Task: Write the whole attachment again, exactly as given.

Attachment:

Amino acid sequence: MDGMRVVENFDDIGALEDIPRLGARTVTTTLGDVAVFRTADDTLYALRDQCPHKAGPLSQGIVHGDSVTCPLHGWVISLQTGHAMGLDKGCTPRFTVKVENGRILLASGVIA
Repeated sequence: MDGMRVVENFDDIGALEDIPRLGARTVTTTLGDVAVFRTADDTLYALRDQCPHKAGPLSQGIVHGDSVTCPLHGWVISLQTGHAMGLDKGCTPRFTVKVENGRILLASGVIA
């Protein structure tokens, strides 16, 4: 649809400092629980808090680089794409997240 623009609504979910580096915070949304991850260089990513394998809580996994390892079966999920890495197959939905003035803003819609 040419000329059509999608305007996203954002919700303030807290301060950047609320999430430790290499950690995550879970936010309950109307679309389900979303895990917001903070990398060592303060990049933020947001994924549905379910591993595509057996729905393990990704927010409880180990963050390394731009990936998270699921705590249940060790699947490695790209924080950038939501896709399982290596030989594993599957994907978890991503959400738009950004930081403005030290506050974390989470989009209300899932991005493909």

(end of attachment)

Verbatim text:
Amino acid sequence: MDGMRVVENFDDIGALEDIPRLGARTVTTTLGDVAVFRTADDTLYALRDQCPHKAGPLSQGIVHGDSVTCPLHGWVISLQTGHAMGLDKGCTPRFTVKVENGRILLASGVIA
Repeated sequence: MDGMRVVENFDDIGALEDIPRLGARTVTTTLGDVAVFRTADDTLYALRDQCPHKAGPLSQGIVHGDSVTCPLHGWVISLQTGHAMGLDKGCTPRFTVKVENGRILLASGVIA
């Protein structure tokens, strides 16, 4: 649809400092629980808090680089794409997240 623009609504979910580096915070949304991850260089990513394998809580996994390892079966999920890495197959939905003035803003819609 040419000329059509999608305007996203954002919700303030807290301060950047609320999430430790290499950690995550879970936010309950109307679309389900979303895990917001903070990398060592303060990049933020947001994924549905379910591993595509057996729905393990990704927010409880180990963050390394731009990936998270699921705590249940060790699947490695790209924080950038939501896709399982290596030989594993599957994907978890991503959400738009950004930081403005030290506050974390989470989009209300899932991005493909």